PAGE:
Here are three sketches of Palladio’s churches in Venice that I did in a very loose style – mixing watercolour and watercolour pencils. I started with some paint but then alternated between line and colour.
They were done late at night when I was just wanting to play… but my choice of playful subject matter might be a little odd to you! In these first two sketches I didn’t plan what I was doing but just started and worked from one part to the next.
I have such an ingrained feeling for classical buildings like these that if I draw (or paint) the classical orders (columns and horizontal bands) early on in the sketch, no matter how crazy and loose I’m working, I know that I will be able to pull it off.
So for my third Palladian church in Venice, I did some quick light 2H pencil setup lines first.
Hmm, that affected the freedom I felt while doing the sketch. However, I think that the size of the sketch is a factor too. I’ve recently reminded myself that working larger works well for me.
I’m always trying to find ways to create accurate loose sketches of architecture and so these quick sketches are based on technical know-how that has become second nature for me. And I guess, you all know by now, that these are the things that I share in detail inside my Buildings Course. I’m so excited to be doing a Group Run-through again – as I really want to focus on this balance between looseness and accuracy. The Group Run-through for Buildings officially starts on 13 October… but already there is a very special group forming inside the classroom, sharing their work for the Intro Lessons. Find out more here.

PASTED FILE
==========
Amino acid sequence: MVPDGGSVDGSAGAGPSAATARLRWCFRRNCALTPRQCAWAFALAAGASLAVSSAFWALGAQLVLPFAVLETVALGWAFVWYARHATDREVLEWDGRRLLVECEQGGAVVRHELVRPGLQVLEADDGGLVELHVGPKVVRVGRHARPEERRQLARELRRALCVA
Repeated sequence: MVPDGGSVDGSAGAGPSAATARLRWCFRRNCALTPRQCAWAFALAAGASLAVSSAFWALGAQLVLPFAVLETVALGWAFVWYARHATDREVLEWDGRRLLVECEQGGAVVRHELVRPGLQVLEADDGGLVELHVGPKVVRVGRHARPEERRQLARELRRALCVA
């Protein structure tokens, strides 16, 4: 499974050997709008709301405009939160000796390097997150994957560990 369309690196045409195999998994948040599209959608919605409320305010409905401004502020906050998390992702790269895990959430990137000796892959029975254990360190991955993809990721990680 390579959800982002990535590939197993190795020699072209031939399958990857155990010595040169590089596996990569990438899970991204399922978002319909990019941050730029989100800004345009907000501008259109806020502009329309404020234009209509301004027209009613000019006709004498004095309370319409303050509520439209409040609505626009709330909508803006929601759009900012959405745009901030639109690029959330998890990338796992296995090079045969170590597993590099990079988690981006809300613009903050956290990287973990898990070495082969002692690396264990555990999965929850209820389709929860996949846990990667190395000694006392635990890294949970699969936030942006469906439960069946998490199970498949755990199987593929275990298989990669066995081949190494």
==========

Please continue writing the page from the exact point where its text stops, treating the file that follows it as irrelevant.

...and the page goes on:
And for those of you who must know what colours I’m using… these are the Caran d’ache Museum pencils that I’m loving at the moment. A very different colour scheme than usual!
These three churches in order are Il Redentore, San Francesco Della Vigna and San Giorgio Maggiore. And I will finish with one sketch of each that I did on location during one amazing day trip to Venice in 2019.